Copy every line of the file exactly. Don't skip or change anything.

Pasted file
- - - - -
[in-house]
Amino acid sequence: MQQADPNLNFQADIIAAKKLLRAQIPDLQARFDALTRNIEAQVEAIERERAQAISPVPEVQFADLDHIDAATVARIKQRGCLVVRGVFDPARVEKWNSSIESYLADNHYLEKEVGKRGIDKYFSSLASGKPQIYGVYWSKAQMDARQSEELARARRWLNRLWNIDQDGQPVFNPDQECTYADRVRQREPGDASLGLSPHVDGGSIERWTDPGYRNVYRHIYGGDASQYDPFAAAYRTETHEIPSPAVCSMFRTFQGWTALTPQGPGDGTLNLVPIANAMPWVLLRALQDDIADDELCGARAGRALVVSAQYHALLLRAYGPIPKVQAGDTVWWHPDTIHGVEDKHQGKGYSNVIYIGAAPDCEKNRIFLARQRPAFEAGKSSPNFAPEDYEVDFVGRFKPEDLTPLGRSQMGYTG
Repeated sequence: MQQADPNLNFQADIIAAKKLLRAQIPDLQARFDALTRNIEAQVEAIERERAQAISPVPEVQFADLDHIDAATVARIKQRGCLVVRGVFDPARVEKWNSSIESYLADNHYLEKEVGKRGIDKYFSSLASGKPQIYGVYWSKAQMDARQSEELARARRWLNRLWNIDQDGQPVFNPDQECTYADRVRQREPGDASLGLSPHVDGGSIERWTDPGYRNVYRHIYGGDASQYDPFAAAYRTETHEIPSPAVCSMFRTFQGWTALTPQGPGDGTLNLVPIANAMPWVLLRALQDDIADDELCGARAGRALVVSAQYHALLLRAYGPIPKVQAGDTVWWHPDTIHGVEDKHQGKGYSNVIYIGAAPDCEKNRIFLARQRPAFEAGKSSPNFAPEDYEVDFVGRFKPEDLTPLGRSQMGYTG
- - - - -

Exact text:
[in-house]
Amino acid sequence: MQQADPNLNFQADIIAAKKLLRAQIPDLQARFDALTRNIEAQVEAIERERAQAISPVPEVQFADLDHIDAATVARIKQRGCLVVRGVFDPARVEKWNSSIESYLADNHYLEKEVGKRGIDKYFSSLASGKPQIYGVYWSKAQMDARQSEELARARRWLNRLWNIDQDGQPVFNPDQECTYADRVRQREPGDASLGLSPHVDGGSIERWTDPGYRNVYRHIYGGDASQYDPFAAAYRTETHEIPSPAVCSMFRTFQGWTALTPQGPGDGTLNLVPIANAMPWVLLRALQDDIADDELCGARAGRALVVSAQYHALLLRAYGPIPKVQAGDTVWWHPDTIHGVEDKHQGKGYSNVIYIGAAPDCEKNRIFLARQRPAFEAGKSSPNFAPEDYEVDFVGRFKPEDLTPLGRSQMGYTG
Repeated sequence: MQQADPNLNFQADIIAAKKLLRAQIPDLQARFDALTRNIEAQVEAIERERAQAISPVPEVQFADLDHIDAATVARIKQRGCLVVRGVFDPARVEKWNSSIESYLADNHYLEKEVGKRGIDKYFSSLASGKPQIYGVYWSKAQMDARQSEELARARRWLNRLWNIDQDGQPVFNPDQECTYADRVRQREPGDASLGLSPHVDGGSIERWTDPGYRNVYRHIYGGDASQYDPFAAAYRTETHEIPSPAVCSMFRTFQGWTALTPQGPGDGTLNLVPIANAMPWVLLRALQDDIADDELCGARAGRALVVSAQYHALLLRAYGPIPKVQAGDTVWWHPDTIHGVEDKHQGKGYSNVIYIGAAPDCEKNRIFLARQRPAFEAGKSSPNFAPEDYEVDFVGRFKPEDLTPLGRSQMGYTG